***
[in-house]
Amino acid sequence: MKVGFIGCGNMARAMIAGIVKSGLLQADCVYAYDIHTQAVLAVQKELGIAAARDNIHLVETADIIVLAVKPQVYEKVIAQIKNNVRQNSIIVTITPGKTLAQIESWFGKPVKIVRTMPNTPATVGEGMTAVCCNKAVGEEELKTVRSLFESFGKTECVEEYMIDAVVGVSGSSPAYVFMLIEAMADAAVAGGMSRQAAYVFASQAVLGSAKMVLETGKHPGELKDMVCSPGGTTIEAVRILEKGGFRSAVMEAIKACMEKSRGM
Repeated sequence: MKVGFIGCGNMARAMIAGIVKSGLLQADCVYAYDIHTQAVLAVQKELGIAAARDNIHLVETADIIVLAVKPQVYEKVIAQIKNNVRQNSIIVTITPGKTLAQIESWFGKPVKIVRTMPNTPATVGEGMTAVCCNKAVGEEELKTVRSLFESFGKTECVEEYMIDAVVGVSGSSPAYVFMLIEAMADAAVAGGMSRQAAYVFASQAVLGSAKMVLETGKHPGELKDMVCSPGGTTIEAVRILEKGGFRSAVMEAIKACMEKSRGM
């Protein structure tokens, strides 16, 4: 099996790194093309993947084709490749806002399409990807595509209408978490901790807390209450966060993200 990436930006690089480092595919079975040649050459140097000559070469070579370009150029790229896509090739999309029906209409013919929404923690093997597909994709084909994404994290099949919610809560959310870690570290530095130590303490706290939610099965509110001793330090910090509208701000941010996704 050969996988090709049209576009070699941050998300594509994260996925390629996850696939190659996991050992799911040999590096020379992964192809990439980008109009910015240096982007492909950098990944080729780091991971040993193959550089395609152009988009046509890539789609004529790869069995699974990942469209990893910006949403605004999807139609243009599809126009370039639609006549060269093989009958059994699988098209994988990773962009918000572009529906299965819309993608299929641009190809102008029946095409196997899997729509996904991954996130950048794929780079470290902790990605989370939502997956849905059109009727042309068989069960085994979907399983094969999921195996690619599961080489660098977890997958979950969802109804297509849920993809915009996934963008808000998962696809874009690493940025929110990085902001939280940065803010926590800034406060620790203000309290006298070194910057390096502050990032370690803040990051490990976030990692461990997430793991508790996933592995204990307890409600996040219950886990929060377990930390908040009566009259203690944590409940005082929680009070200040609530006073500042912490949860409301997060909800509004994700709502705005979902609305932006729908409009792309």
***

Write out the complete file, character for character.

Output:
[in-house]
Amino acid sequence: MKVGFIGCGNMARAMIAGIVKSGLLQADCVYAYDIHTQAVLAVQKELGIAAARDNIHLVETADIIVLAVKPQVYEKVIAQIKNNVRQNSIIVTITPGKTLAQIESWFGKPVKIVRTMPNTPATVGEGMTAVCCNKAVGEEELKTVRSLFESFGKTECVEEYMIDAVVGVSGSSPAYVFMLIEAMADAAVAGGMSRQAAYVFASQAVLGSAKMVLETGKHPGELKDMVCSPGGTTIEAVRILEKGGFRSAVMEAIKACMEKSRGM
Repeated sequence: MKVGFIGCGNMARAMIAGIVKSGLLQADCVYAYDIHTQAVLAVQKELGIAAARDNIHLVETADIIVLAVKPQVYEKVIAQIKNNVRQNSIIVTITPGKTLAQIESWFGKPVKIVRTMPNTPATVGEGMTAVCCNKAVGEEELKTVRSLFESFGKTECVEEYMIDAVVGVSGSSPAYVFMLIEAMADAAVAGGMSRQAAYVFASQAVLGSAKMVLETGKHPGELKDMVCSPGGTTIEAVRILEKGGFRSAVMEAIKACMEKSRGM
């Protein structure tokens, strides 16, 4: 099996790194093309993947084709490749806002399409990807595509209408978490901790807390209450966060993200 990436930006690089480092595919079975040649050459140097000559070469070579370009150029790229896509090739999309029906209409013919929404923690093997597909994709084909994404994290099949919610809560959310870690570290530095130590303490706290939610099965509110001793330090910090509208701000941010996704 050969996988090709049209576009070699941050998300594509994260996925390629996850696939190659996991050992799911040999590096020379992964192809990439980008109009910015240096982007492909950098990944080729780091991971040993193959550089395609152009988009046509890539789609004529790869069995699974990942469209990893910006949403605004999807139609243009599809126009370039639609006549060269093989009958059994699988098209994988990773962009918000572009529906299965819309993608299929641009190809102008029946095409196997899997729509996904991954996130950048794929780079470290902790990605989370939502997956849905059109009727042309068989069960085994979907399983094969999921195996690619599961080489660098977890997958979950969802109804297509849920993809915009996934963008808000998962696809874009690493940025929110990085902001939280940065803010926590800034406060620790203000309290006298070194910057390096502050990032370690803040990051490990976030990692461990997430793991508790996933592995204990307890409600996040219950886990929060377990930390908040009566009259203690944590409940005082929680009070200040609530006073500042912490949860409301997060909800509004994700709502705005979902609305932006729908409009792309």